FOR IMMEDIATE RELEASE
- Contact Al - ZooZoo2 - +44 (0) 1462 790470 - firstname.lastname@example.org
26 September 2005
Fair trade surfwear- why should we care?
Fair trade. The only trade
The fair trade movement is old news. People have been talking about it for a long time, but have we as surfers and snowboarders really been listening?
Surfers lead the way.
Surfers are usually out there on the front line when it comes to environmental issues but the same cannot always be said for the big Surfwear brands. Young, environmentally conscious surfwear and snowboarding retailer ZooZoo2 is determined to do more.
We are all used to fair trade products such as coffee, tea, and cocoa used in thousands of good cafe's and restaurants across the developed world. But what about surfwear and surf related products? What are we wearing, how was it made and who actually made it?
Fair trade is a system of economic relations in which: sweatshops are eliminated; workers earn a living wage; the rights of workers, producers and local communities are respected; labor, health and safety, and environmental laws are followed; and trade is conducted on a level playing field, truly free and fair'.
[extract from bangornews.com / PICA article]
Fair trade works to ensure producers in the developing world receive a fair price for the goods they make and that these goods are produced by workers in sweatshop-free environments. It is no longer acceptable for global brands including surfwear brands to benefit at the cost of poor producers who have no voice of their own.
Fair trade involves practices that give producers a voice, either by collecting them into cooperatives or by ensuring minimum support prices for them which will allow them enough resources to invest in further producing the raw material that goes into producing consumer goods says Fair Trade: Market-Driven Ethical Consumption.
“In simple terms, Fair Trade represents a new approach to buyer-supplier transaction which aims at equality of exchange within a partnership approach, underpinned by a developmental, rather than confrontational, agenda. Fair trade recognises the power discrepancy between the developing and the developed worlds and aims to forge long-term partnerships. A firm focus on the producer rather than the consumer, has been central to Fair trade.”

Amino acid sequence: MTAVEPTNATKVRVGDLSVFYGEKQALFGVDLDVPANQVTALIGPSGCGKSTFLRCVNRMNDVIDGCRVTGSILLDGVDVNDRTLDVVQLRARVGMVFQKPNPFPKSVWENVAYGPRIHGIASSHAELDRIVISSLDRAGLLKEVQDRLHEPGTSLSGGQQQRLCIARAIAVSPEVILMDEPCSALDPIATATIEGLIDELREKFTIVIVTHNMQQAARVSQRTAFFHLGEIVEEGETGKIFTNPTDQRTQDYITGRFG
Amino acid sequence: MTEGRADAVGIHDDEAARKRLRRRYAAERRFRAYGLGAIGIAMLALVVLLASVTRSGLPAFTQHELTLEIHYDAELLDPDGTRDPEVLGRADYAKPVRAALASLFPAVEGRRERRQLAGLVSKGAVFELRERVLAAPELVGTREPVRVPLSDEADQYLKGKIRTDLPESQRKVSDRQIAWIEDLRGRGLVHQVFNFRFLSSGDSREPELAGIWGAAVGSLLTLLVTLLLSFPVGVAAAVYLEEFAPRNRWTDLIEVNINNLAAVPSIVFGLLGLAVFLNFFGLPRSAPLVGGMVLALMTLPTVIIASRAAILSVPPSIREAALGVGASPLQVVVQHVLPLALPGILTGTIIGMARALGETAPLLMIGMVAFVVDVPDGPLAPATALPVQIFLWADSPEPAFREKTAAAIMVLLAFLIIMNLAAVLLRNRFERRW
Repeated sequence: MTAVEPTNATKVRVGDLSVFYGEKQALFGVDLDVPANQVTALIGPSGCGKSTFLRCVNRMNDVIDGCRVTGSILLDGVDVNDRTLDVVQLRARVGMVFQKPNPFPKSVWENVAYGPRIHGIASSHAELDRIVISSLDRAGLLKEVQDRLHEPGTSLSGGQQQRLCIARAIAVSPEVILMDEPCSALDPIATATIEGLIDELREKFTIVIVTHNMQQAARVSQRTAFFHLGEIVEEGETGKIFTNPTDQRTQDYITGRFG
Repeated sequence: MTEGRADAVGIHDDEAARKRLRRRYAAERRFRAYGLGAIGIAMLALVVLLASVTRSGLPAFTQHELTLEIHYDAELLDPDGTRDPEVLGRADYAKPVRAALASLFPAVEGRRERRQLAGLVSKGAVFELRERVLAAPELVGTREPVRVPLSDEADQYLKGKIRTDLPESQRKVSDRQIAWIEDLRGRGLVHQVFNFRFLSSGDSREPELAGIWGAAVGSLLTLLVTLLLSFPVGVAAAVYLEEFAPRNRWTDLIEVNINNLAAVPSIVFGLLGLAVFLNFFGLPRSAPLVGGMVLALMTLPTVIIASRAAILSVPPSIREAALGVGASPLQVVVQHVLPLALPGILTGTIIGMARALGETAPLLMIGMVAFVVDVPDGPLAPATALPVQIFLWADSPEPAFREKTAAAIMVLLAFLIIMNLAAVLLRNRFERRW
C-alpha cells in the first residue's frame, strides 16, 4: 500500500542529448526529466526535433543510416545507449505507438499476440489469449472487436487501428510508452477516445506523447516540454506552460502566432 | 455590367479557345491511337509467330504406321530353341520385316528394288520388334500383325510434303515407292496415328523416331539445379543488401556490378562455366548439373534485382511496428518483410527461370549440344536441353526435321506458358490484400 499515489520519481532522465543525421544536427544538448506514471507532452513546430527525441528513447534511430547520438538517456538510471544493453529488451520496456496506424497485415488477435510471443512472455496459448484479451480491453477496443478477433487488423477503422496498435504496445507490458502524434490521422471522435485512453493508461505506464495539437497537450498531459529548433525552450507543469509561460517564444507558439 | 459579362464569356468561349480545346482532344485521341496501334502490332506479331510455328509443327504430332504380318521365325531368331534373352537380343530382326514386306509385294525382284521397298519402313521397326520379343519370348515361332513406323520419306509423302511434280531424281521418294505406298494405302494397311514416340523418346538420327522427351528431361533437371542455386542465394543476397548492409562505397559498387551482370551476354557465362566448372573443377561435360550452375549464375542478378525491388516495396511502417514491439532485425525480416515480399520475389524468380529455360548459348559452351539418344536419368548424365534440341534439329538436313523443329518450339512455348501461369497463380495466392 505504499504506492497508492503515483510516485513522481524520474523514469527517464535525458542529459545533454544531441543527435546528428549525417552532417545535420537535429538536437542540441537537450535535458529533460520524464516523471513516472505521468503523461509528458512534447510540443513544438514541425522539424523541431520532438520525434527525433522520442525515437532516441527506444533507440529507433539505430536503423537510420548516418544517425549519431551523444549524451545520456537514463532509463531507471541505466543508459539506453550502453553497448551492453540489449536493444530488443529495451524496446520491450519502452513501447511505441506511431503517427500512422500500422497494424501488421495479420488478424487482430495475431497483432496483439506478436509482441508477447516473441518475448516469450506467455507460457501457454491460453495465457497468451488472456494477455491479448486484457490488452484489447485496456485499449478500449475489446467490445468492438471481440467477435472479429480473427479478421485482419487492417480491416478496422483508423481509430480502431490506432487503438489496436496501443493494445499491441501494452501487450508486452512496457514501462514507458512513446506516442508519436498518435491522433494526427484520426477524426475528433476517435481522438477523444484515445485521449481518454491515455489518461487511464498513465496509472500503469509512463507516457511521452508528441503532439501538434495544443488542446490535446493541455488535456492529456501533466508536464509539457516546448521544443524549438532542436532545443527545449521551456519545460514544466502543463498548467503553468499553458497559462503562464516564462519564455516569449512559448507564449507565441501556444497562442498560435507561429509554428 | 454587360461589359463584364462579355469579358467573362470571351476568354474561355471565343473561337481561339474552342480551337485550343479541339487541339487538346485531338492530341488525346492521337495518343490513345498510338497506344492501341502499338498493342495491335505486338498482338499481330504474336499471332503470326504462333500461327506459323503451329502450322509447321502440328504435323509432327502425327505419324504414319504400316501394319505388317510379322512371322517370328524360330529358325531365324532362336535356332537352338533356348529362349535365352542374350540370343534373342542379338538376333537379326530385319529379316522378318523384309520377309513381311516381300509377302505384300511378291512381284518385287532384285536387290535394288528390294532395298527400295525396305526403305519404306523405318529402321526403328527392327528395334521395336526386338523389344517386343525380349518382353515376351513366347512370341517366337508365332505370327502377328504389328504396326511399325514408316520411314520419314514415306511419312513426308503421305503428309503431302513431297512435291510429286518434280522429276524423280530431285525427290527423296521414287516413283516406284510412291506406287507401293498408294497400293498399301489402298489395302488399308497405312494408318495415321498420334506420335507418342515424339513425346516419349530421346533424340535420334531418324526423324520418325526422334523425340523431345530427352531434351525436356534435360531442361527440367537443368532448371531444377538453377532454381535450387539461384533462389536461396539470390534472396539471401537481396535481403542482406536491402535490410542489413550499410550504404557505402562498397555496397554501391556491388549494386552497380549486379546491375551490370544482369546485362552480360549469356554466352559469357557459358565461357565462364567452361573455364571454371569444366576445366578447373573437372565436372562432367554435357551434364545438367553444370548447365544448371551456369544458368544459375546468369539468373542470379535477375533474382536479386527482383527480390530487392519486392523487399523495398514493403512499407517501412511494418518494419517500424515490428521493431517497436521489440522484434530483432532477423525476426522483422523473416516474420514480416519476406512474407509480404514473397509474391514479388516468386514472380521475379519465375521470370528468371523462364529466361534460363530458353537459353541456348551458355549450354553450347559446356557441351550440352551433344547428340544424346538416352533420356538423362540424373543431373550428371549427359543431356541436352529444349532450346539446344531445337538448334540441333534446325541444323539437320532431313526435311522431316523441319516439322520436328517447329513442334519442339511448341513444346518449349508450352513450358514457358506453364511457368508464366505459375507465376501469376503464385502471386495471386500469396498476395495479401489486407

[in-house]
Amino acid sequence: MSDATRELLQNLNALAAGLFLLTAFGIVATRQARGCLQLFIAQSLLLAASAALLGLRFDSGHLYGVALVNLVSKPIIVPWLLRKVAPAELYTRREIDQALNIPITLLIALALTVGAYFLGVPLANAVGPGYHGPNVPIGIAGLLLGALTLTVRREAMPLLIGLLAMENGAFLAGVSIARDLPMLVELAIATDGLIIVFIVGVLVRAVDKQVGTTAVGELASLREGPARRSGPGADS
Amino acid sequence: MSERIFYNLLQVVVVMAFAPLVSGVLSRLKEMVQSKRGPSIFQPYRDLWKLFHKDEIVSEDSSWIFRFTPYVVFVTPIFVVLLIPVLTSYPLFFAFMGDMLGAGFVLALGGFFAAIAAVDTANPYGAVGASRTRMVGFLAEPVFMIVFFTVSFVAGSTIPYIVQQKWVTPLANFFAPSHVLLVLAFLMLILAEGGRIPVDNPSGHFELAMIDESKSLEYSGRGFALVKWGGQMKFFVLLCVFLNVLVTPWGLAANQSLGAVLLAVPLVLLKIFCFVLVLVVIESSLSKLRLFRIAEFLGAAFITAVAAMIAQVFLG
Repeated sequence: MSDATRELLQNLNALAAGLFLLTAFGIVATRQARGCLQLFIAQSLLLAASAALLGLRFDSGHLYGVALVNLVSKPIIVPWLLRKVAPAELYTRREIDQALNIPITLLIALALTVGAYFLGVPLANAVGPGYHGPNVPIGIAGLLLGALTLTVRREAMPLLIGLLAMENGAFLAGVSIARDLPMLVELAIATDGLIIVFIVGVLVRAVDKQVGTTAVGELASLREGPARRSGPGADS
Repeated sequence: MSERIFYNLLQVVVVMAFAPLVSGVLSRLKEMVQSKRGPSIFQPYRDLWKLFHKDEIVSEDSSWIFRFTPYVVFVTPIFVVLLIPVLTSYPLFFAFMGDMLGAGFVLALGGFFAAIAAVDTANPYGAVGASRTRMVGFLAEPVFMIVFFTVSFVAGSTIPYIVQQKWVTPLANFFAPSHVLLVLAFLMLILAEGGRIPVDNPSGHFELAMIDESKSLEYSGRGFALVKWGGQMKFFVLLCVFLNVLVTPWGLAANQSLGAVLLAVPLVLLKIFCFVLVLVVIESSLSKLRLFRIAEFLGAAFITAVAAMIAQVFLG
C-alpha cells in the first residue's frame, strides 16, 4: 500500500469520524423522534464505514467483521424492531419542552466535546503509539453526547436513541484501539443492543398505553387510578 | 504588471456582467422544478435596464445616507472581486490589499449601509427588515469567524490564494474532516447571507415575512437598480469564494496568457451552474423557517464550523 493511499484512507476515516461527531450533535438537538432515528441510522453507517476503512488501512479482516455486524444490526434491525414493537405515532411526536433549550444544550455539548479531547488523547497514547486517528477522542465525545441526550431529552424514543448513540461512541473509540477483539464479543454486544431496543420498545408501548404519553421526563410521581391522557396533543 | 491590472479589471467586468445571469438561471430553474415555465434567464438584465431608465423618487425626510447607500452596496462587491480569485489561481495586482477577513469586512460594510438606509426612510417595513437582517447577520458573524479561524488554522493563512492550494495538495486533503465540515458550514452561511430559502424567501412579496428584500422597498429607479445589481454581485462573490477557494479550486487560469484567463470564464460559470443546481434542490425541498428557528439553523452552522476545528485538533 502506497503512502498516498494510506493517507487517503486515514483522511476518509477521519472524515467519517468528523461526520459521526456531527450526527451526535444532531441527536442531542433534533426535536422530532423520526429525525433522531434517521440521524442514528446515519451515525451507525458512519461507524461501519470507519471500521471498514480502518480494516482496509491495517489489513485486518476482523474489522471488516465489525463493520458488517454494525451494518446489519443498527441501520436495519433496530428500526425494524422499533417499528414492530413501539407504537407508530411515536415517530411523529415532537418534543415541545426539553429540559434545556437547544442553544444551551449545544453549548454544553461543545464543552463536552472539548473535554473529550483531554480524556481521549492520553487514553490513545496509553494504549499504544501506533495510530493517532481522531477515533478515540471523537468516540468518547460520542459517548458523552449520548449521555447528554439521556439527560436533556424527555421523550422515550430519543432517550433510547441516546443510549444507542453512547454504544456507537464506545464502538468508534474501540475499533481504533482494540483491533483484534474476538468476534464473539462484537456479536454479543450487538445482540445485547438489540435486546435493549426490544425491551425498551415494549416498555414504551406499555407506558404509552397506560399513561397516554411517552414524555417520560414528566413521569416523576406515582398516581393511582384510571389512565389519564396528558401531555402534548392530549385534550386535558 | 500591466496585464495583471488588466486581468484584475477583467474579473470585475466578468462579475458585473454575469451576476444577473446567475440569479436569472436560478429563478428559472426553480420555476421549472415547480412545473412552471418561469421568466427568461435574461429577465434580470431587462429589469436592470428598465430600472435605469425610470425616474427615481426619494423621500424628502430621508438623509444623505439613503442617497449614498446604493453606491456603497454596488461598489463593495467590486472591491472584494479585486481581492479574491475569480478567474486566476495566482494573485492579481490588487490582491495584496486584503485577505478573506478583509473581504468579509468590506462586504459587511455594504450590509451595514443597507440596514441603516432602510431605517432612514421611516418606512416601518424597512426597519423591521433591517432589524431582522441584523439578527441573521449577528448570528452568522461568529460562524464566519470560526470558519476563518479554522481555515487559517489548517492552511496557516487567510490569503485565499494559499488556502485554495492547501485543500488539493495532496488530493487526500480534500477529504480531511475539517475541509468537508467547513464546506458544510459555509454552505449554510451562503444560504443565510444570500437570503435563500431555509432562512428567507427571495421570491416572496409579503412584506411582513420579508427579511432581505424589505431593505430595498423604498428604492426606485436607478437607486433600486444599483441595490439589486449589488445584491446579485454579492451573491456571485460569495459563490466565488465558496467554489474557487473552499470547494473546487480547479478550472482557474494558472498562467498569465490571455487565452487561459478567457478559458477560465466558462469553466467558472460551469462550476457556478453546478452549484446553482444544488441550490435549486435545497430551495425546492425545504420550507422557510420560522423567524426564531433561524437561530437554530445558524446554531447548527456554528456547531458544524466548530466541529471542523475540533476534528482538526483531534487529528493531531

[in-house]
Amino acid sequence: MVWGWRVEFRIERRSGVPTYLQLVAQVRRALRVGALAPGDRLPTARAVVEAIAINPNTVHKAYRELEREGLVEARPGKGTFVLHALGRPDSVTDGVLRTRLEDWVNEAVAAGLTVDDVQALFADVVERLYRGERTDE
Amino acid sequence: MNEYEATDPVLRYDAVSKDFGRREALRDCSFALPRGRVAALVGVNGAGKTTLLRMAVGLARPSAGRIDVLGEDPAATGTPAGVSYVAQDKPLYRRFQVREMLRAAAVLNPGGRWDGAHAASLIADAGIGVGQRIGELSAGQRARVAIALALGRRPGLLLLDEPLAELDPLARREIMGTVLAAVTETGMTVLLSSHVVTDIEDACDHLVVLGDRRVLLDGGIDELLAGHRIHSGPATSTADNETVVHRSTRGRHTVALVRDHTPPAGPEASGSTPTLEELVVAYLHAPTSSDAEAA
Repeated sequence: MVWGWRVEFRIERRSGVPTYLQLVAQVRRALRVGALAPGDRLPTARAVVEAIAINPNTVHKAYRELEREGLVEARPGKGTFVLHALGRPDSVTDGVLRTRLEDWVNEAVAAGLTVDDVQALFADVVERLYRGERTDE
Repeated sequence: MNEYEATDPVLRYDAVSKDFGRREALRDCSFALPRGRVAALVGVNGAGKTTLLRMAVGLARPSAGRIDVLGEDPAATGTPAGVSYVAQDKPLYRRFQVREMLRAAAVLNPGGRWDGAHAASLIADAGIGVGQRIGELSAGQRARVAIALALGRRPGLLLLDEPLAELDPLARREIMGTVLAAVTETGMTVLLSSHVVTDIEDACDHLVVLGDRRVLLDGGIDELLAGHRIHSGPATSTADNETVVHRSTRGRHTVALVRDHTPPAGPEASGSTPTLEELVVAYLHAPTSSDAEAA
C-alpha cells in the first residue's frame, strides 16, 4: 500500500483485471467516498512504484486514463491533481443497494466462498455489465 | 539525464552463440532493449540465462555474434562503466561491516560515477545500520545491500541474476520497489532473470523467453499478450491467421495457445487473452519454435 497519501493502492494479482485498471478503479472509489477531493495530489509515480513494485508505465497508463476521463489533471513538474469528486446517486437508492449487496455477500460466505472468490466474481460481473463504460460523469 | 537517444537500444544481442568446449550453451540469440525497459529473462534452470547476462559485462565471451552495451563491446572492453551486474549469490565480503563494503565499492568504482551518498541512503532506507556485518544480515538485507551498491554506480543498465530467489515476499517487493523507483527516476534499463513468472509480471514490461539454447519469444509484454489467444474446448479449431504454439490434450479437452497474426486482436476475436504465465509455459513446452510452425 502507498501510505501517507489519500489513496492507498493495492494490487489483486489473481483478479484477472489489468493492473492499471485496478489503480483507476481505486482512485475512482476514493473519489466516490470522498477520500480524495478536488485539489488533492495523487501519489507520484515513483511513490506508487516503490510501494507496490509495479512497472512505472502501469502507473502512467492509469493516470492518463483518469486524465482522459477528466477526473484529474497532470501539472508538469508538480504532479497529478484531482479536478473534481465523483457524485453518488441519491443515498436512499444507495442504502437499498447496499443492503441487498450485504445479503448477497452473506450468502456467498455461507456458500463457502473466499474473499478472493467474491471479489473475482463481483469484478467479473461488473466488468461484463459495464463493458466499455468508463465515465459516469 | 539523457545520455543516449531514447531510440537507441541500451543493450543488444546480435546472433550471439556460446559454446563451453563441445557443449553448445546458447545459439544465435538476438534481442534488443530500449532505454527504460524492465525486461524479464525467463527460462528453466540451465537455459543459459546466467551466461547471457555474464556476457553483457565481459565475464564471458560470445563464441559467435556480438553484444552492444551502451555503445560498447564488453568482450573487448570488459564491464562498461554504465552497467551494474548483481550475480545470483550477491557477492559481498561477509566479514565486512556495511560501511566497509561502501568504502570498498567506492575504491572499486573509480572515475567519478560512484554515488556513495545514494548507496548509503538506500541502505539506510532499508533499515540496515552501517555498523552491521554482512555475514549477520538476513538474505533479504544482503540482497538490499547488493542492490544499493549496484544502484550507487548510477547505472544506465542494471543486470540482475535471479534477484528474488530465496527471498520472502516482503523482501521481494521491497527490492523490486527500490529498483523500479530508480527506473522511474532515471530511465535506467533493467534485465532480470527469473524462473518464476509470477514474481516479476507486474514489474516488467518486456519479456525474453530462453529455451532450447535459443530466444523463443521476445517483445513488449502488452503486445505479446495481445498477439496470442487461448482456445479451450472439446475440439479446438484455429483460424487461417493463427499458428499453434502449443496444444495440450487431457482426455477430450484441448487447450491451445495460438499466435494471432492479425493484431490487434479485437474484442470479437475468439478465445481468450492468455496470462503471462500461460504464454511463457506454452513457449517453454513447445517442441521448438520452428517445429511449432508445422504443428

[extract from Finacialexpress India]
Child Labour Facts
- The ILO estimates that 120 million children aged 5-14 work full-time, and a further 130 million work part-time.
- About 61% of working children live in Asia, 32% in Africa and 7% in Latin America. More and more children in Europe are working.
- Africa has the highest incidence of working children. Approximately 40% of all its five to 14 year olds work full or part-time. In both Asia and Latin America, about 20% of five to 14 year-olds are engaged in the job market. [source: www.volunteernow.ca]
ZooZoo2 is committed to supporting the principles of third world fair trade.
- Prohibition of child labour (children should be children, to learn and play and have fun)
- Prohibition of forced labour (no sweatshop labour)
- Prohibition of harassment (no sweatshop labour)
- Regulated work hours
- Prohibition of discrimination
- Health and safety (no sweatshop labour)
- Preservation of the environment
Concern for fellow human beings as well as concern for the health of our planet seem to us to be a natural step for all surfers and snowboarders.